I suppose the difficulties I had with The Female Man, aside from the obvious shifts and ambiguities in narrative (the vague first persons really dug into my skull, and the story, at that point wasn’t interesting enough for me to pay super-close attention to who the I’s in fact, were) was the fact that for the bulk of the text, there is very little, if any, plot.  I kind of have the feeling that if Russ were to bring this manuscript into a typical workshop, putting the pronoun issues aside, she would get a lot of comments about needing to use the character and situations to drive the plot….it seems that a pretty hefty portion of the novel is spent merely getting the characters to a point at which they can interact. Janet goes from here to there…a few amusing scenes illustrate that shes a fish out of water…Jeannine/Joanna goes here, goes there..etc, all the while declaring their views/positions in this continuum of feminism rather straightforwardly, until finally all or at least 3 of them are together in a world not our own.

Simply as a reader who enjoys sci-fi for its imagination, I was really having a tough time getting into any of these narratives. I know I know…in 1971 there were probably a TON of males which would have been quite accurately depicted by Russ, but the male characters were so over the top to me, a modern day reader, that it was hard for Russ’ points to not feel a little cheapened by those depictions, and (Please, im not a misogynist, or even that chauvinistic I swear!) some of her “asides” or declarations were just a little too overt, as to be cliché ..”My brassiere hurts.” AND YES I KNOW, its TOTALLY unfair for me to read this and apply my modernist views to a book from 3, going on 4 decades past (especially one which WAS seen as controversial, radical, even avant-garde  ) but I do believe a text should be able to stand up somewhere close to as well now as it did when it was published. Sure some details of Gertrude Stein (more recent) or Milton’s (pretty damn old) novels are antiquated, but those themes/ideas which bear the heft of the author’s point are timeless. Too much of The Female Man read, for me, as out of date. This is of course, not to say that feminism is or should be dead, nor is it to imply that women are treated equally anywhere, let alone everywhere, but her methods to illustrate such points just didn’t work for me.  I’m sorry… don’t call me any names.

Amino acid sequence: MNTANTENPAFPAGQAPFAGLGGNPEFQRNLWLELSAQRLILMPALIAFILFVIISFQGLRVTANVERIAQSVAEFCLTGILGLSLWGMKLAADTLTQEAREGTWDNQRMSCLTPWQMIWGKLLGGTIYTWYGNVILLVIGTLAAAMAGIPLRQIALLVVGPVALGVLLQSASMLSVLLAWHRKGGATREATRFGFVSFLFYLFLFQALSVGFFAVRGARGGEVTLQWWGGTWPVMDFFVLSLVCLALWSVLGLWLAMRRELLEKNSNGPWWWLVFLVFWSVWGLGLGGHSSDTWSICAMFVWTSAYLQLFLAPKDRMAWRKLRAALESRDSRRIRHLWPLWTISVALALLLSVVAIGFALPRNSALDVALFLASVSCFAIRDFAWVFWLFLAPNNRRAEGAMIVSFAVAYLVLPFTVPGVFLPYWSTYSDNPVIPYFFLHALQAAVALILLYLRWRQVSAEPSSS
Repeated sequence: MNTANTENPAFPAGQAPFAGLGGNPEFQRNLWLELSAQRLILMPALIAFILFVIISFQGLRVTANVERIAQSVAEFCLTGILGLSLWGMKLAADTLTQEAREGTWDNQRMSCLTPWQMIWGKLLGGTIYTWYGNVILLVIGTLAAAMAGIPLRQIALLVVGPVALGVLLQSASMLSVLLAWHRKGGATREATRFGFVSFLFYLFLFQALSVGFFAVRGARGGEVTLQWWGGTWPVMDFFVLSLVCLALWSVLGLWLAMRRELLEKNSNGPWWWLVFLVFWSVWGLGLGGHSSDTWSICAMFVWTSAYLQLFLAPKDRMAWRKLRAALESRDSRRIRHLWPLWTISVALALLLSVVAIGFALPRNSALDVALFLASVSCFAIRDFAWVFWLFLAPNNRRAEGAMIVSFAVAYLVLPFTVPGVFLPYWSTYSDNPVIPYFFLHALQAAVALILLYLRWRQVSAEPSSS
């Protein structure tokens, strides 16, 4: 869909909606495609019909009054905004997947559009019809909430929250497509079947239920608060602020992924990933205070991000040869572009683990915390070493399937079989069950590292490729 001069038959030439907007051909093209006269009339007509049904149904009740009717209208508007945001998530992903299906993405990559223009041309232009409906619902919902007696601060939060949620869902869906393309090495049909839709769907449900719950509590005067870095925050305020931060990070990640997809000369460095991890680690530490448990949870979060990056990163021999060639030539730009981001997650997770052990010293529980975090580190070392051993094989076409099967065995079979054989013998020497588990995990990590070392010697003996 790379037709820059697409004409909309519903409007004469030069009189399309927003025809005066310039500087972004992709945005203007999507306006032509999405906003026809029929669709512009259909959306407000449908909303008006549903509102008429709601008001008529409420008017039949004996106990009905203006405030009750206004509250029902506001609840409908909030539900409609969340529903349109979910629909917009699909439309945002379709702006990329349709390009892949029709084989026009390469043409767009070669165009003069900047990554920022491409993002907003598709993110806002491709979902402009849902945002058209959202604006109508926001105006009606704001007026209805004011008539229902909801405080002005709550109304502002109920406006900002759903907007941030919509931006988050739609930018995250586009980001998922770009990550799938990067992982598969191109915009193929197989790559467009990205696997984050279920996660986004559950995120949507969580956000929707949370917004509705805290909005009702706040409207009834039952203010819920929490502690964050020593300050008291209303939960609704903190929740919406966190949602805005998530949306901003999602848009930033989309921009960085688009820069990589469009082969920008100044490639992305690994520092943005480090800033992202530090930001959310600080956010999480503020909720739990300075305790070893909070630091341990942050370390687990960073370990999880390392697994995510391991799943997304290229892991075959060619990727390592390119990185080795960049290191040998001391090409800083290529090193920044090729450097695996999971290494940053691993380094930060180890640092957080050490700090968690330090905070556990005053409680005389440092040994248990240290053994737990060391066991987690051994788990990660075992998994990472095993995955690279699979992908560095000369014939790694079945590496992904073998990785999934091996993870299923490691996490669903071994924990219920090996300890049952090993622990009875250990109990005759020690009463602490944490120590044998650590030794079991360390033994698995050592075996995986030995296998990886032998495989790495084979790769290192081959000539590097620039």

Questions I had: is there a purpose, and if so, what is it?, to the initial lack of plot and intense focus on character? Im asking this sincerely, not snarkily!

Why did this have to be a sci-fi novel? Would it have been just as effective (or perhaps more effective) in a different genre? Western? Horror? Elvish Fantasy? Again…sincere, not snark.

Mr Monster demands smut of the highest caliber

Note on the photo…i did an image search for “house of leaves” and eventually came across this photo…which goes to show, in a world of endless space (weather the house or the internet), youre bound to run into george clinton. at least thats what my grandma always told me.

 

 

I was going to write about something like instances of form and function in-and out-world (in relation to the text) or how seriously we can take the narration and subsequent notations, but it seems like thats been covered rather extensively. Then I was going to write about sex, but Alyssa did a pretty awesome job on that…still im out of ideas, so sex it is.

I particularly enjoyed her idea of the little death and how each subsequent sexual encounter is a loss of Truant’s self. I actually was talking to my friend in the writing center this morning and was wondering how a strung out jobless tweak with a broken front tooth got so many women in a successive string. We came to a few conclusions — one, the encounters are (intended to be, by danielewski) in someway fabricated or embellished as per the unreliability of said narrator. two , its LA and most of the women were in the kind of bars where jobless dentally-injured men hang out. 3 the author wanted to be cool by proxy. None of these  previous ideas are particularly intriguing to me, but the situation just didnt make a whole lot of sense. Though, what does in this house?

..reasons 4 and 5(theyre kind of intertwined i think), however may give hint as to why these events are documented, or  at least they may come close . Reason 4 was pretty much Alyssa’s conclusion, that each encounter was a narrative device to show a loss of self, or descent(further) ((i actually had a little bit to say about how both truant and navidson (potentially us as readers and potentially zampano if i learn more of him…im not done the book yet..) begin to model campells monomyth…’hero’s journey’ …in certain ways, from initial refusal to descent, threshold passing, etc (this chart is pretty okay for a refresher), but without finishing the book i cant make that argument stand up much beyond the “initiation” phase, or phase I.